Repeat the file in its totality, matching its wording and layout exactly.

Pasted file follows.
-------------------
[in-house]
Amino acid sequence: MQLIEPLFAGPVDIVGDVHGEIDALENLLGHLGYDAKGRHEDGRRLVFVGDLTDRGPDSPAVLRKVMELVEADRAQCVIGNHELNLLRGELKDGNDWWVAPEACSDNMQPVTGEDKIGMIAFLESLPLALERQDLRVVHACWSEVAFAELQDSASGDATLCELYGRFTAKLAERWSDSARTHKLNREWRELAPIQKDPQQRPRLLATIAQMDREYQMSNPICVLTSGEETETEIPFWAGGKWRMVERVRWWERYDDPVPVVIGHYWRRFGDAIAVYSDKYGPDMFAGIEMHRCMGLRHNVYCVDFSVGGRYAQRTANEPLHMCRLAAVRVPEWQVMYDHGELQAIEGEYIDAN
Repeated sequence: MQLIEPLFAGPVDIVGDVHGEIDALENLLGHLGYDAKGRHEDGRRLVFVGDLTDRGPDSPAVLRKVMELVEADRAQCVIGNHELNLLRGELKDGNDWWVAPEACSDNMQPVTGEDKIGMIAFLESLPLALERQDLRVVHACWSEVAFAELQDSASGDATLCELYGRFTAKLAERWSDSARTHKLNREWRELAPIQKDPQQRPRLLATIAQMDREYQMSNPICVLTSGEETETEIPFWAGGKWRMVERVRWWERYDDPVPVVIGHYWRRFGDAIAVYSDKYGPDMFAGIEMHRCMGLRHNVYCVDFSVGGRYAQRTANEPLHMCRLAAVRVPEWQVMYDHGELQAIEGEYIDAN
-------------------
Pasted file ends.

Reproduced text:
[in-house]
Amino acid sequence: MQLIEPLFAGPVDIVGDVHGEIDALENLLGHLGYDAKGRHEDGRRLVFVGDLTDRGPDSPAVLRKVMELVEADRAQCVIGNHELNLLRGELKDGNDWWVAPEACSDNMQPVTGEDKIGMIAFLESLPLALERQDLRVVHACWSEVAFAELQDSASGDATLCELYGRFTAKLAERWSDSARTHKLNREWRELAPIQKDPQQRPRLLATIAQMDREYQMSNPICVLTSGEETETEIPFWAGGKWRMVERVRWWERYDDPVPVVIGHYWRRFGDAIAVYSDKYGPDMFAGIEMHRCMGLRHNVYCVDFSVGGRYAQRTANEPLHMCRLAAVRVPEWQVMYDHGELQAIEGEYIDAN
Repeated sequence: MQLIEPLFAGPVDIVGDVHGEIDALENLLGHLGYDAKGRHEDGRRLVFVGDLTDRGPDSPAVLRKVMELVEADRAQCVIGNHELNLLRGELKDGNDWWVAPEACSDNMQPVTGEDKIGMIAFLESLPLALERQDLRVVHACWSEVAFAELQDSASGDATLCELYGRFTAKLAERWSDSARTHKLNREWRELAPIQKDPQQRPRLLATIAQMDREYQMSNPICVLTSGEETETEIPFWAGGKWRMVERVRWWERYDDPVPVVIGHYWRRFGDAIAVYSDKYGPDMFAGIEMHRCMGLRHNVYCVDFSVGGRYAQRTANEPLHMCRLAAVRVPEWQVMYDHGELQAIEGEYIDAN